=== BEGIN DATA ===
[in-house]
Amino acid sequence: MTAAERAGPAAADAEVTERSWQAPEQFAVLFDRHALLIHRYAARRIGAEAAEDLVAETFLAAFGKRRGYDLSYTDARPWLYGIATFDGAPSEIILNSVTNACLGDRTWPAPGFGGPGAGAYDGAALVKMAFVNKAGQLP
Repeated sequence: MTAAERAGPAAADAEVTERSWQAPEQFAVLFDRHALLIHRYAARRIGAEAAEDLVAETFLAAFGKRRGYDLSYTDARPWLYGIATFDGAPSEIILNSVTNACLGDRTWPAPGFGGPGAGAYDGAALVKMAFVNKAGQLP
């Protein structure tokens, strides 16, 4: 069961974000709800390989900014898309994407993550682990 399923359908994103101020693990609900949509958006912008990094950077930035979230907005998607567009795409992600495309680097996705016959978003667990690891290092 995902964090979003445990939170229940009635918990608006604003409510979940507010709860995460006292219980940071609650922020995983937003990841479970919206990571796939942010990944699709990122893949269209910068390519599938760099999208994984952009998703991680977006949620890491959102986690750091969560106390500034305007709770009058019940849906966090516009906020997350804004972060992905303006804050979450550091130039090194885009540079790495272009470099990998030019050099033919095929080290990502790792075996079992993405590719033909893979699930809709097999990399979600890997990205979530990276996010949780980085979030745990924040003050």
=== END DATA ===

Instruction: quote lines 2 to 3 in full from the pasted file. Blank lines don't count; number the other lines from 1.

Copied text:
Amino acid sequence: MTAAERAGPAAADAEVTERSWQAPEQFAVLFDRHALLIHRYAARRIGAEAAEDLVAETFLAAFGKRRGYDLSYTDARPWLYGIATFDGAPSEIILNSVTNACLGDRTWPAPGFGGPGAGAYDGAALVKMAFVNKAGQLP
Repeated sequence: MTAAERAGPAAADAEVTERSWQAPEQFAVLFDRHALLIHRYAARRIGAEAAEDLVAETFLAAFGKRRGYDLSYTDARPWLYGIATFDGAPSEIILNSVTNACLGDRTWPAPGFGGPGAGAYDGAALVKMAFVNKAGQLP